Boom WA colt from old NZ fa

Graeme Iggo


By Peter Wharton 

The Sweet Lou colt Lusaka, who is undefeated in four starts in Western Australia this season and is regarded as Derby material of the highest order, is the result of a breeding program that began in New Zealand more than 40 years ago. 

The plan was hatched at a Christchurch mixed sale in 1977 when brothers Graeme and Phillip Iggo shelled out $7,000 for the Brahman mare Hindu Star, in foal to the NZ Derby winner Willie Win. 

The resultant foal, Naivasha, was unraced and was later sold to Queensland, leaving six moderate winners. 

The following season Hindu Star, the dam of the Inter Dominion heat winner Canis Minor and broodmare gem Sakuntala, was joined to the Tar Heel horse Armbro Del. 

“We wanted to get a sister to Sakuntala, who was already showing signs of being a good broodmare,” Graeme said. 

Kinshasha, the result of the mating, won only one race but she established the Hindu Star family to some purpose, though not to the same magnitude as her sister.  

Kinshasha produced eight individual winners including the record-breaking 1992 NZ Sires’ Stakes 2YO Championship winner Kisumu, who, in turn, produced six winners headed up by the 2004 Nevele R Fillies’ Series and Queensland Oaks victor Turkana.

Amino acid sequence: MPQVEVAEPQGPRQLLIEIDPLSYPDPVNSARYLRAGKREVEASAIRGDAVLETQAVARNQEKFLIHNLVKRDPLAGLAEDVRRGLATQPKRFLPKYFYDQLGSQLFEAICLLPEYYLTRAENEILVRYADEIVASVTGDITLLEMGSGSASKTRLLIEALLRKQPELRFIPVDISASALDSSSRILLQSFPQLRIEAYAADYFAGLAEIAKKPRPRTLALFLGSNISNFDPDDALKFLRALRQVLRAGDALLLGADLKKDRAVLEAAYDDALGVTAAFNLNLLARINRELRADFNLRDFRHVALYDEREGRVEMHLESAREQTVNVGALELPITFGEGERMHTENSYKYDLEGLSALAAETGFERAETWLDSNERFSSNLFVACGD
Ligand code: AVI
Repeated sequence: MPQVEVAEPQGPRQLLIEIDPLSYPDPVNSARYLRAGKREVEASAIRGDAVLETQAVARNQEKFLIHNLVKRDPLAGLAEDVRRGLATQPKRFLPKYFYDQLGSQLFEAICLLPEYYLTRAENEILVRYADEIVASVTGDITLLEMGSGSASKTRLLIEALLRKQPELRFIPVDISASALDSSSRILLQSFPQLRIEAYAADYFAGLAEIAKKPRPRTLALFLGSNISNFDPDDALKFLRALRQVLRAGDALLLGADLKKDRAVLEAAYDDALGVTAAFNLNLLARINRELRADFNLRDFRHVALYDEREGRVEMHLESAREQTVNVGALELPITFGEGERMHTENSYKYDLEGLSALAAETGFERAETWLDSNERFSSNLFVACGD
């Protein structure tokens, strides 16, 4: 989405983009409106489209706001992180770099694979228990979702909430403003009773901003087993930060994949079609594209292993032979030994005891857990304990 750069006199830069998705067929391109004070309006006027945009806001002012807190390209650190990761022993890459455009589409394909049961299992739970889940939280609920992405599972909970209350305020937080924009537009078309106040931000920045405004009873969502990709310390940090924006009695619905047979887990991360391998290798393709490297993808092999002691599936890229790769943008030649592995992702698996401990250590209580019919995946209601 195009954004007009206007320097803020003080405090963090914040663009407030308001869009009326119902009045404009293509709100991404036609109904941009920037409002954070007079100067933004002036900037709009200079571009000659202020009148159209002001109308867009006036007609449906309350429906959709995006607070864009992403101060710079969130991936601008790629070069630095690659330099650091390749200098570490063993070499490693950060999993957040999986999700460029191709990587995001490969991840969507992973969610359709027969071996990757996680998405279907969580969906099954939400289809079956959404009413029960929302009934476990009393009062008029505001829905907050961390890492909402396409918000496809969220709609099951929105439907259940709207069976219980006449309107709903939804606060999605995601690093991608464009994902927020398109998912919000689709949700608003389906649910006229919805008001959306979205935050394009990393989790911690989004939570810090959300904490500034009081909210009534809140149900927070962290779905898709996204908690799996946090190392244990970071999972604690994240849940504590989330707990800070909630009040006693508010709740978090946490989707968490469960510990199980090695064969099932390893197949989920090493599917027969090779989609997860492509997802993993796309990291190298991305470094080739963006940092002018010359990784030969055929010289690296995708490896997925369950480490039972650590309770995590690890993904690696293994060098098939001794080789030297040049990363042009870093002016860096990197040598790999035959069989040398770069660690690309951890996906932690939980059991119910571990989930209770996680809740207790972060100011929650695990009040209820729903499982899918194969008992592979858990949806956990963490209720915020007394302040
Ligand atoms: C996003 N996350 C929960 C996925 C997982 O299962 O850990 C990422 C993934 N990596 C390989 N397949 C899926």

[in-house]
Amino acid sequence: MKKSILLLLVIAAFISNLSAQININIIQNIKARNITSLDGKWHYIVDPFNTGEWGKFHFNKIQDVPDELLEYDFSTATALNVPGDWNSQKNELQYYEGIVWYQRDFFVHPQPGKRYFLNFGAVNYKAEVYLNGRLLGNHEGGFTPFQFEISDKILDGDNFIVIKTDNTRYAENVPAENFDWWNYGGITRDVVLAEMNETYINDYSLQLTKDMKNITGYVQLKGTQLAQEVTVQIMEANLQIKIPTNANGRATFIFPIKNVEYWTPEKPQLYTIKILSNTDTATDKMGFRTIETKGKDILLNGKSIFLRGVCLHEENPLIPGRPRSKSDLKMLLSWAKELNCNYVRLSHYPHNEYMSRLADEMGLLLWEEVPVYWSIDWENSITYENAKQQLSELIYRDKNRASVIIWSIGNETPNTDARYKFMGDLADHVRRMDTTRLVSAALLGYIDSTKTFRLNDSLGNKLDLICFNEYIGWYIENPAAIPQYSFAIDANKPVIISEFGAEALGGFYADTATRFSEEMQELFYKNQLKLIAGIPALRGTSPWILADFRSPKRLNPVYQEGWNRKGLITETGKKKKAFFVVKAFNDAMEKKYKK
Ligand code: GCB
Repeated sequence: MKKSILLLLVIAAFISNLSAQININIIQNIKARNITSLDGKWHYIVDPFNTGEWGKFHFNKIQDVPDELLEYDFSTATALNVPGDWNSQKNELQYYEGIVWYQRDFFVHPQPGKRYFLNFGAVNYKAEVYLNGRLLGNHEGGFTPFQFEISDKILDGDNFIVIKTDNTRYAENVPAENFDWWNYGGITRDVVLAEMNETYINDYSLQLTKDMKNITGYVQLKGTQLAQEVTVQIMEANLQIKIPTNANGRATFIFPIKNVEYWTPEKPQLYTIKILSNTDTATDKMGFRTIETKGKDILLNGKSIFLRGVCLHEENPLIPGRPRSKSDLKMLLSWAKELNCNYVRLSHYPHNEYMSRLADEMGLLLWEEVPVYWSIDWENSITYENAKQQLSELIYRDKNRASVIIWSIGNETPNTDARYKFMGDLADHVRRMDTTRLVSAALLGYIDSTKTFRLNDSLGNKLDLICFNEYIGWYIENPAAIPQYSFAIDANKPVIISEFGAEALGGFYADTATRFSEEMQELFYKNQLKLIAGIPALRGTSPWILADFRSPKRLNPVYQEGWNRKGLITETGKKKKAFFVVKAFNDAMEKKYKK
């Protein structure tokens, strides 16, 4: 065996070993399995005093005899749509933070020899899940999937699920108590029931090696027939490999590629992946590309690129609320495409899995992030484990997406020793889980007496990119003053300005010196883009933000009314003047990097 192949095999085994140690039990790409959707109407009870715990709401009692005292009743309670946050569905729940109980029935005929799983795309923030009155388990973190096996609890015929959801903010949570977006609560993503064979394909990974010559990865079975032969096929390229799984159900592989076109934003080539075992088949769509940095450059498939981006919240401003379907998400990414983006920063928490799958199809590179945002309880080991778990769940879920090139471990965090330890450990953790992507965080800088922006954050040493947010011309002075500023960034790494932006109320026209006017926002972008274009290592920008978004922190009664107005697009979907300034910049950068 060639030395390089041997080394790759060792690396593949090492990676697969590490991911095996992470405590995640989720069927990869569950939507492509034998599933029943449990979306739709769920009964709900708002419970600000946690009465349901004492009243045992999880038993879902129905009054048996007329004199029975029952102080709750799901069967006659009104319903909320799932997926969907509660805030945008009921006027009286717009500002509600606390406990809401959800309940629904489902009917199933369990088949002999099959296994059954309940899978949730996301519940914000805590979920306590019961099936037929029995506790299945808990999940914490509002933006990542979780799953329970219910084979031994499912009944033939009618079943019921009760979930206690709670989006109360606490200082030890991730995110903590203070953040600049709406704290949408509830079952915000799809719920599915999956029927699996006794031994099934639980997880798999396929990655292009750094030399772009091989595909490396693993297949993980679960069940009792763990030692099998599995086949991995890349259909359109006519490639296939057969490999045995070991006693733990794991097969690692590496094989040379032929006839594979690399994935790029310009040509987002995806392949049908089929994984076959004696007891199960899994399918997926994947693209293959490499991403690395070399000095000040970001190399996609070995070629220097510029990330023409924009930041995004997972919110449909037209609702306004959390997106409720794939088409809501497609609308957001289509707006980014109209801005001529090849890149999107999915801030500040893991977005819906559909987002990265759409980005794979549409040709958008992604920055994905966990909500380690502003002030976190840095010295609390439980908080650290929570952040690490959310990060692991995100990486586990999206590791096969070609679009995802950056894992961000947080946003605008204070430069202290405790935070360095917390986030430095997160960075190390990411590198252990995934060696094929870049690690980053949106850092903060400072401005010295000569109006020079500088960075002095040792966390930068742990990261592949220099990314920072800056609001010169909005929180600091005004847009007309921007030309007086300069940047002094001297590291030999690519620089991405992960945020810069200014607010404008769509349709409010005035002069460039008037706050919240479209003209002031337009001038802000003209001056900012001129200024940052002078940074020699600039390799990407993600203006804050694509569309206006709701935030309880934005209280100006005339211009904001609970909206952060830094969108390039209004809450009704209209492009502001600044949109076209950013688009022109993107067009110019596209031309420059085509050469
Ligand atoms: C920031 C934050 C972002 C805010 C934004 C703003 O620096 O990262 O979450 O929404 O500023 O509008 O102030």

Rafiki, a New York Motoring mare out of Kisumu, left nine winners including Freedom Fighter, who took a record of 1:52 in America, the Albion Park winner Friend and Tamarind, who became the dam of the multiple Menangle winner Tamanisha, dam of the APG 3YO Consolation winner Tamanisha Terror, the Gloucester Park winner Hasani and Batini (by Bettor’s Delight), the dam of Lusaka. 

“Batini”, the dam of “Lusaka”, with her “Sportswriter” filly foal which was sold as a yearling at this year’s (2023) Christchurch Yearling Sale to Colin DeFilipp

Besides Lusaka, Batini, who won twice, produced the NZ, Victorian and Tasmanian winner Kenya and recent Banks Peninsula winner Tanganyika. 

Lusaka was knocked down for $24,000 to Dunsandel horseman Greg Payne at NZ Bloodstock’s National Yearling Sale at Christchurch in 2021. The colt won at his first attempt as a two-year-old at Addington in July last year before being sold to clients of Greg and Skye Bond’s stable in Perth. 

From seven starts in WA Lusaka has notched up five wins and a close third in the $150,000 Golden Slipper from seven outings. 

Since producing Lusaka in 2019, Batini has left a Sportswriter filly named Masindi, who was bought by Canterbury trainers Colin and Julie DeFilippi for $10,000 at this year’s National sale, and a Sky Major colt, Swahili, who will be offered at the 2024 sales. 

She is carrying a positive test to Vincent.

“Lusaka” as a yearling, taken prior to the Yearling Sales in 2021

Iggo is also breeding from four close relatives of Lusaka. They are Mashika (Mach Three-Rafiki) and her daughter Manzini (by Art Major), Pangani (Mach Three-Christian Watch) and her daughter Keisha (by Sportswriter). 

“People have told me that I should be tapping into other families, but I’m happy to go along just as I am,” Graeme Iggo said. 

He said that Turkana and Kisumu are the two best horses he’s bred so far.